Researchers have shown that a more plant-based diet may help prevent, treat, or even reverse the progression of some of our leading causes of death, including heart disease, type 2 diabetes, and high blood pressure. Interventional studies of plant-based diets have shown, for example, 90 percent reductions in angina attacks within just a few weeks. Plant-based diet intervention groups have reported greater diet satisfaction than control groups, as well as improved digestion, increased energy, and better sleep, and significant improvement in their physical functioning, general health, vitality, and mental health. Studies have shown plant-based eating can improve not only body weight, blood sugar levels, and ability to control cholesterol, but also emotional states, including depression, anxiety, fatigue, sense of well-being, and daily functioning.

It isn’t all or nothing, though.

Transitioning or shifting away from a typical standard American diet towards a plant-based eating pattern has been shown to benefit us in myriad ways. Consider flexitarians, those who occasionally eat meat so are not vegetarian, vegan, or plant-based. Researchers found that as diets become increasingly plant based, there appears to be a stepwise drop in diabetes rates, for instance. Based on a study of 89,000 Californians, flexitarians appear to cut their rate of diabetes by 28 percent, good news for those who eat meat maybe once a week rather than every day. Those who cut out all meat except fish appear to cut their rates in half. What about those eliminating all meat, including fish? They appear to eliminate 61 percent of their risk. And those who go a step farther and drop eggs and dairy foods too? They may drop their diabetes rates 78 percent compared with people who eat meat on a daily basis. There also appears to be a stepwise drop in hypertension rates the more plant-based foods you eat. Compared with people who eat meat more than once a week, flexitarians had 23 percent lower rates of high blood pressure.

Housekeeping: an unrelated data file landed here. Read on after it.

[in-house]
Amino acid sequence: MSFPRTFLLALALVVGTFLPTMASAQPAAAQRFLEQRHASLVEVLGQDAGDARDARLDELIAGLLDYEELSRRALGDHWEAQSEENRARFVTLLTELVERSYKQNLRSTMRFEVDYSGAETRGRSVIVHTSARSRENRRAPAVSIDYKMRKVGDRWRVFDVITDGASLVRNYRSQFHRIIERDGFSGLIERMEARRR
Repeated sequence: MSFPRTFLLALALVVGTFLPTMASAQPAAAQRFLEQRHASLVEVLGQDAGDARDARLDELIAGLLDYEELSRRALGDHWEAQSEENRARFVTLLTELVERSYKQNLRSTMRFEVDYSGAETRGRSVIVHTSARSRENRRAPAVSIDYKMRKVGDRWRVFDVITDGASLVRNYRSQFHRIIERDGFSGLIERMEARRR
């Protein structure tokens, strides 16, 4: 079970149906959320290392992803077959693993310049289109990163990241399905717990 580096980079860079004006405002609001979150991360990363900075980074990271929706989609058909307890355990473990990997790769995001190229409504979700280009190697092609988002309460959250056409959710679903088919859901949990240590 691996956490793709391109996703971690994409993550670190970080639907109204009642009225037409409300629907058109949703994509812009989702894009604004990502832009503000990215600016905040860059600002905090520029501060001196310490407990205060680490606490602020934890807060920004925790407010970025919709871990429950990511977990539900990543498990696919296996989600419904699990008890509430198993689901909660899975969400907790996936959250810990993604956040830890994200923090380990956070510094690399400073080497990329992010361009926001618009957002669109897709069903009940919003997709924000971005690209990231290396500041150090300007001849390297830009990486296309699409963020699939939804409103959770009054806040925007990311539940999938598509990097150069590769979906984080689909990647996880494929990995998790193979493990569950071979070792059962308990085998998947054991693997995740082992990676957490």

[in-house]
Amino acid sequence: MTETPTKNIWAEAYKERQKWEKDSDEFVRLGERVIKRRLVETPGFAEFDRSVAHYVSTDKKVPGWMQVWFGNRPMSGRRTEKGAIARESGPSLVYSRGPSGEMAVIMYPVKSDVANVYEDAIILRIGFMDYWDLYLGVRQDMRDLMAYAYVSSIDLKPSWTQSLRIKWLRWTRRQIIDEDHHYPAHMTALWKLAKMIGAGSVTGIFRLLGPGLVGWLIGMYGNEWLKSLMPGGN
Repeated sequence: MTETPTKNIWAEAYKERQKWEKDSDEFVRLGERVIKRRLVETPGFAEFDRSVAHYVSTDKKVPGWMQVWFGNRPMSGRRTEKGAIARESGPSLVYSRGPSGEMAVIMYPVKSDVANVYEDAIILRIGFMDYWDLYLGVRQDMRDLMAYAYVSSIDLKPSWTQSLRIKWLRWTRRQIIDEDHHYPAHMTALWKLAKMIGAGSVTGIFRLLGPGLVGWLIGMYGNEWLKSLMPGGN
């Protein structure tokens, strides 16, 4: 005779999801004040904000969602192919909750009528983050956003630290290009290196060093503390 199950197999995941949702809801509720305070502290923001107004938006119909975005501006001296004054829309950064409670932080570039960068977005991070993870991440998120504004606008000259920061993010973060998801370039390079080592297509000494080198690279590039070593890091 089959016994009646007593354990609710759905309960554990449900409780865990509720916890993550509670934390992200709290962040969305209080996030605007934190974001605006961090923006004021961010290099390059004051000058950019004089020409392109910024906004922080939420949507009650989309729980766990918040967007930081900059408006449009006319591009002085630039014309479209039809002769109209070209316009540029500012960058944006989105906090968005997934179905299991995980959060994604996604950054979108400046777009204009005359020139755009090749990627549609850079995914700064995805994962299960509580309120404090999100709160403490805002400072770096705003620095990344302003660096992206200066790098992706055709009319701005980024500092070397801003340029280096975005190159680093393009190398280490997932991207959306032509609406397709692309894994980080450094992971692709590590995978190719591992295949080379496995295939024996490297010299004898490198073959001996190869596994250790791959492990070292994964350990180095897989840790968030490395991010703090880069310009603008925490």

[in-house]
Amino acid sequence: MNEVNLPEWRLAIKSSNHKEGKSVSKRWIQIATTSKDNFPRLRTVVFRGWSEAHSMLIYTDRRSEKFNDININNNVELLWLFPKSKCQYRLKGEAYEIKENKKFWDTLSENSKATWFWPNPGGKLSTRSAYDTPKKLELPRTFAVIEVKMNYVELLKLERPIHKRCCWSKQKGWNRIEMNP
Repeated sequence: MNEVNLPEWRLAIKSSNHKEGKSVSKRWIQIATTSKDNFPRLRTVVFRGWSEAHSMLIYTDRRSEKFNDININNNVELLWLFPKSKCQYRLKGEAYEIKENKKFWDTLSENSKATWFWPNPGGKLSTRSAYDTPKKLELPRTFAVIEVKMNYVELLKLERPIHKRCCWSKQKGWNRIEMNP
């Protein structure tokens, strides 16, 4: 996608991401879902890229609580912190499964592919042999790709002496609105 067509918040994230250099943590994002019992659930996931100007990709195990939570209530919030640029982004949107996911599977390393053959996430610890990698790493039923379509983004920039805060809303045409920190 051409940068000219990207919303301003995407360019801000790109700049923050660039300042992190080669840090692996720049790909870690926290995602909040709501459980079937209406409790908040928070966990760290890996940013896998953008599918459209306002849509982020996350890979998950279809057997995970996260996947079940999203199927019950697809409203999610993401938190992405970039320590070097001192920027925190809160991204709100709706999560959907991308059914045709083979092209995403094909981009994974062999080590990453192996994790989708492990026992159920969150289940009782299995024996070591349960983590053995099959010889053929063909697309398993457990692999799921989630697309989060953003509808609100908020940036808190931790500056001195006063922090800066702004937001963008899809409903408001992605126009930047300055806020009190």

For substantiation of any statements of fact from the peer-reviewed medical literature, please see the associated videos below.

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